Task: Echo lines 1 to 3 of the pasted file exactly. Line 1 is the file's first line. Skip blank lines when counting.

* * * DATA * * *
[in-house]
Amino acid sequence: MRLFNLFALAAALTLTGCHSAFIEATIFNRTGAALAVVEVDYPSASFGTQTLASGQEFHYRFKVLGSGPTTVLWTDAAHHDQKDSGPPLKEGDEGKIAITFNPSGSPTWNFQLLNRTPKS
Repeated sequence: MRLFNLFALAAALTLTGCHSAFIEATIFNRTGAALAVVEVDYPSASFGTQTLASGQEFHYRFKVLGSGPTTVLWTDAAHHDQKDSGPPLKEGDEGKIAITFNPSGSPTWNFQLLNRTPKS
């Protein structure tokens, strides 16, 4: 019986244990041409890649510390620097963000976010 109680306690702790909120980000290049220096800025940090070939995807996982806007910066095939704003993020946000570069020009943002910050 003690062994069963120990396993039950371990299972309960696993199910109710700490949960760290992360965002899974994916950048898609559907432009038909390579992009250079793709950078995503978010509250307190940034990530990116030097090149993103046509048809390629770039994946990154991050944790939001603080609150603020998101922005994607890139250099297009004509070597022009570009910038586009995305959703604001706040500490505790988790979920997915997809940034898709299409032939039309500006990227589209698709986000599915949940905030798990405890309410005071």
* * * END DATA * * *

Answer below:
[in-house]
Amino acid sequence: MRLFNLFALAAALTLTGCHSAFIEATIFNRTGAALAVVEVDYPSASFGTQTLASGQEFHYRFKVLGSGPTTVLWTDAAHHDQKDSGPPLKEGDEGKIAITFNPSGSPTWNFQLLNRTPKS
Repeated sequence: MRLFNLFALAAALTLTGCHSAFIEATIFNRTGAALAVVEVDYPSASFGTQTLASGQEFHYRFKVLGSGPTTVLWTDAAHHDQKDSGPPLKEGDEGKIAITFNPSGSPTWNFQLLNRTPKS